Question: What do these two concepts have in common?
- Whoever can eat the most New York strip steak wins a prize!
- We promote the health of our stakeholders through healthy eating education.
Answer: They both come from Whole Foods.
The first statement is paraphrased from a Seattle Times article about the all-you-can-eat steak event at the South Lake Union Whole Foods. The second is one of Whole Foods stated core values.
Now, last time I checked, encouraging overeating does not fall under the umbrella of healthy eating education. Especially since Whole Foods suggests that we “eat plant-strong” as one of their Four Pillars of Healthy Eating and “go meatless as much as possible” as one of their Simple Changes for Lifelong Health.
It looks like they want to have their cake (made from organic, local, sustainably grown flour) and eat it, too.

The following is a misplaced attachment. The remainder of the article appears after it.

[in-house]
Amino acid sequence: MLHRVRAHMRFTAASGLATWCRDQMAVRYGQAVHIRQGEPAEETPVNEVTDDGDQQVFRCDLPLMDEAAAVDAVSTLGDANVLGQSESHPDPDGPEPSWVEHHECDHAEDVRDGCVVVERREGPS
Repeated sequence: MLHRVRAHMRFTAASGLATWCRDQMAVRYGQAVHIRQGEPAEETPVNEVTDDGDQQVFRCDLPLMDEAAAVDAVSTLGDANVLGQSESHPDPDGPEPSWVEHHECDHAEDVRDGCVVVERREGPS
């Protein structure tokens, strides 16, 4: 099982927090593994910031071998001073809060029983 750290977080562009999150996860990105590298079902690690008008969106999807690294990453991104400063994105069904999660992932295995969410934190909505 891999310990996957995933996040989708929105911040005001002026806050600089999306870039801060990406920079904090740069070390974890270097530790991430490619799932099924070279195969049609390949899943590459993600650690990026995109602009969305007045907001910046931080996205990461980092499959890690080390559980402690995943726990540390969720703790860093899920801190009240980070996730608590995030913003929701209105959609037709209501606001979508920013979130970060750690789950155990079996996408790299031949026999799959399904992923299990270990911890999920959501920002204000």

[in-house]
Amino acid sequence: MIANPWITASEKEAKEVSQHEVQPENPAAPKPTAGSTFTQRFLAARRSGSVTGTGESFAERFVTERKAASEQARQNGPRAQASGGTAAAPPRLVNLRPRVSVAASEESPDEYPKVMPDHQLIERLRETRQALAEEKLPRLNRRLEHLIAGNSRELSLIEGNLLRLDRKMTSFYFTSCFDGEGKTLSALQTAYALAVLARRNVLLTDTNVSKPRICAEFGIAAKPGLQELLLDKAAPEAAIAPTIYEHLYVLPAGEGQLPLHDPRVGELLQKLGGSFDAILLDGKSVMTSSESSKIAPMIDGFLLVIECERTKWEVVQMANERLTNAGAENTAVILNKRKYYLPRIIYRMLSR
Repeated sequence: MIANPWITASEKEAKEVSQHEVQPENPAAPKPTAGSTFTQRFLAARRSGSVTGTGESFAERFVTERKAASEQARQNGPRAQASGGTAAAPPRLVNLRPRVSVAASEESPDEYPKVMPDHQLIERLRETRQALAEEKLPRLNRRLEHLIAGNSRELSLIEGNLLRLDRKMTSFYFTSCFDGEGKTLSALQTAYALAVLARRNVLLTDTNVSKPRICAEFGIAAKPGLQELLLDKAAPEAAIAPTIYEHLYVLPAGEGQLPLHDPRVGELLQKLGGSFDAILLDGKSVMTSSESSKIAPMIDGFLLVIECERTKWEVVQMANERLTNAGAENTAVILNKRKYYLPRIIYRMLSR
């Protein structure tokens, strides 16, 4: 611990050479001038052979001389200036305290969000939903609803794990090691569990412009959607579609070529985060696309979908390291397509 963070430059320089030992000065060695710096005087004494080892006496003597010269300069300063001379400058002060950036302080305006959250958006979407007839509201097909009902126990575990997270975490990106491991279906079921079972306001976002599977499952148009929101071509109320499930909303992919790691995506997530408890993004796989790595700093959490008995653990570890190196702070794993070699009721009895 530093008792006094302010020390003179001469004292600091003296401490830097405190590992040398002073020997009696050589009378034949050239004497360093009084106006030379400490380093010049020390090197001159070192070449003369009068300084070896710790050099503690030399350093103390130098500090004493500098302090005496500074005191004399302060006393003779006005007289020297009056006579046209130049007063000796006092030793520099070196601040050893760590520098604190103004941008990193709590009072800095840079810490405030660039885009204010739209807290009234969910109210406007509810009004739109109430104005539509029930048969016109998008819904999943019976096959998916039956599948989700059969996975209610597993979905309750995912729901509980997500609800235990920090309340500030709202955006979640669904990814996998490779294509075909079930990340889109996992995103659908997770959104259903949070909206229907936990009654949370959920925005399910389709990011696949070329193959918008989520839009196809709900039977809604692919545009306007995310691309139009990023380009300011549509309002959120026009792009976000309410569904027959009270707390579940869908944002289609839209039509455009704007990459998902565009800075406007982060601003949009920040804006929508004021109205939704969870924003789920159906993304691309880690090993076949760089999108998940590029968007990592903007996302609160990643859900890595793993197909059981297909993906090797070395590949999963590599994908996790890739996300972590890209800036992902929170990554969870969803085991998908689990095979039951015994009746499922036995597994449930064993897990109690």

While Whole Foods is not my primary grocery source, I do shop there for key items that I have trouble finding elsewhere. But I am well aware of, and immune to, the health halo that surrounds WF and similar grocery stores. Just as an organic, sea-salted potato chip is still a potato chip, over eating dry-aged steaks isn’t a whole lot different than overeating hot dogs.
Yes, I know that Whole Foods is a business and needs to make money, but when a business (or individual) promotes itself based on certain standards while simultaneously promoting itself through actions that fly in the face of those standards, the hypocrisy irritates me. Just saying.